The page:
Every dollar Facebook does not pay in taxes is a dollar invested. Government doesn't invest, government spends to reward supporters.

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Devil

There are even worse situations than this. When Google bought Motorola Mobility they effectively bought over $6,000,000,000 in tax write offs up until 2019 becuase of losses made my motorola and prior research.

What this effectively means is that because of it's already tricksy tax schemes the US government is probably going to be giving rebates to Google for years! Genius!

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Stop

But...

...surely the US government was going to be giving those same rebates to Motorola anyway? And if Morotorla weren't due those rebates, Google would have paid $6,000,000,000 less for them? How exactly does the US Government lose out here? And where's the gain for Google?

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keep in mind the beneficiaries of the stock and options had to pay personal rate taxes on what they received. the tax was paid, just not twice.

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Holmes

You do know that most corproations pay the personal taxes of its BODs, right?

You DO know this?

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Tired of tax loopholes

The rich get richer!! Personally I am tired of seeing the rich corporations take advantage of tax loopholes when the global economy is basically for shit...everyone needs to pay their fair share to make things better imho.

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Bloomberg writer is clueless

Facebook can't get a deduction for U.S. federal income tax purposes until the stock options or other forms of equity compensation are reported as taxable income to the employee. This is the same thing that occurs when Facebook pays cash for wages—they report the income to the employee and they get an equal deduction on their return. What makes this more complicated and the reason why Bloomberg sensationalized it, is due to the differences between how U.S. financial reporting rules treat equity compensation and how it is treated for U.S. income tax purposes. The bottom line is that Facebook is not getting any special treatment or using a loophole for tax purposes unless deducting compensation expense in the same amount that was reported as income to the employee is a "loophole". No one was complaining when Facebook was paying taxes when they were reporting a financial statement loss. Why do people get up in arms when the timing differences between the two different methods of accounting "flip" and Facebook gets a tax refund when they report financial statement income.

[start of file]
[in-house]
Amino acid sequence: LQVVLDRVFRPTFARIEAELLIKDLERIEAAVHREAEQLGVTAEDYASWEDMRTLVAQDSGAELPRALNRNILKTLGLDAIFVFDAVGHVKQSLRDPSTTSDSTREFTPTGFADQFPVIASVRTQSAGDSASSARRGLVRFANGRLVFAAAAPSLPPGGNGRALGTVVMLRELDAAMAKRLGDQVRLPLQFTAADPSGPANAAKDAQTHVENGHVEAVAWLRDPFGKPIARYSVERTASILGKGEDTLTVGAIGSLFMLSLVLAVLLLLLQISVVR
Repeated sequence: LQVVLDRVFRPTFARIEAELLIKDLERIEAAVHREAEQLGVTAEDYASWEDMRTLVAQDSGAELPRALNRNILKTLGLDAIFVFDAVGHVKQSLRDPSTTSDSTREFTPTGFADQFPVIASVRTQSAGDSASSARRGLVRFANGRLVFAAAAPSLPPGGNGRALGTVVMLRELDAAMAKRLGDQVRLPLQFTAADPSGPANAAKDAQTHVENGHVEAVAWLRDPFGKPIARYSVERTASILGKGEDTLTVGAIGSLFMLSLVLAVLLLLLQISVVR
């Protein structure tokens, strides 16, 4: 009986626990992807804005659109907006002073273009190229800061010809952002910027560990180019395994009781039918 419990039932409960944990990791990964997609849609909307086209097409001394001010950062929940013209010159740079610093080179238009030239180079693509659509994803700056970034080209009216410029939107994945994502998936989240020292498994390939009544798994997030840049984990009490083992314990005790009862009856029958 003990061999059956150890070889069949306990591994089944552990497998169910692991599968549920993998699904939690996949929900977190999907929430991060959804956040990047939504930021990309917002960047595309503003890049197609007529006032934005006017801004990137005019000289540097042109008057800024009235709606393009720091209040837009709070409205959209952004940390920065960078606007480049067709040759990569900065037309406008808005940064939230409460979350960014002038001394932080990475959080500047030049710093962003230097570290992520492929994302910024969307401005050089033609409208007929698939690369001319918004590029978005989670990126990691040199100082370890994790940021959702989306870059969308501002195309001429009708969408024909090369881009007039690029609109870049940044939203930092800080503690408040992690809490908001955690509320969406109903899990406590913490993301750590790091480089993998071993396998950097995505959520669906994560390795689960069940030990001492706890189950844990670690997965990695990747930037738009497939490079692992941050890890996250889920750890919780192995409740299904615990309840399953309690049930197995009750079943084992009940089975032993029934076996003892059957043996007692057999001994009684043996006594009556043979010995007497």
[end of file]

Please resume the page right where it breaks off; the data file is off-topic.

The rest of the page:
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This post has been deleted by its author

Whatever about taxes...

...Facebook appear to have blown somewhere in the order of their entire profits on employee stock options.

Dividends, they've heard of them.

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Alert

Highest Corporate Tax Rate in the World!!

^ This is what is often heard from many American Randians when talking about "free markets".

Yet once again, (for the millioneth time actually) we see it for the lie it is.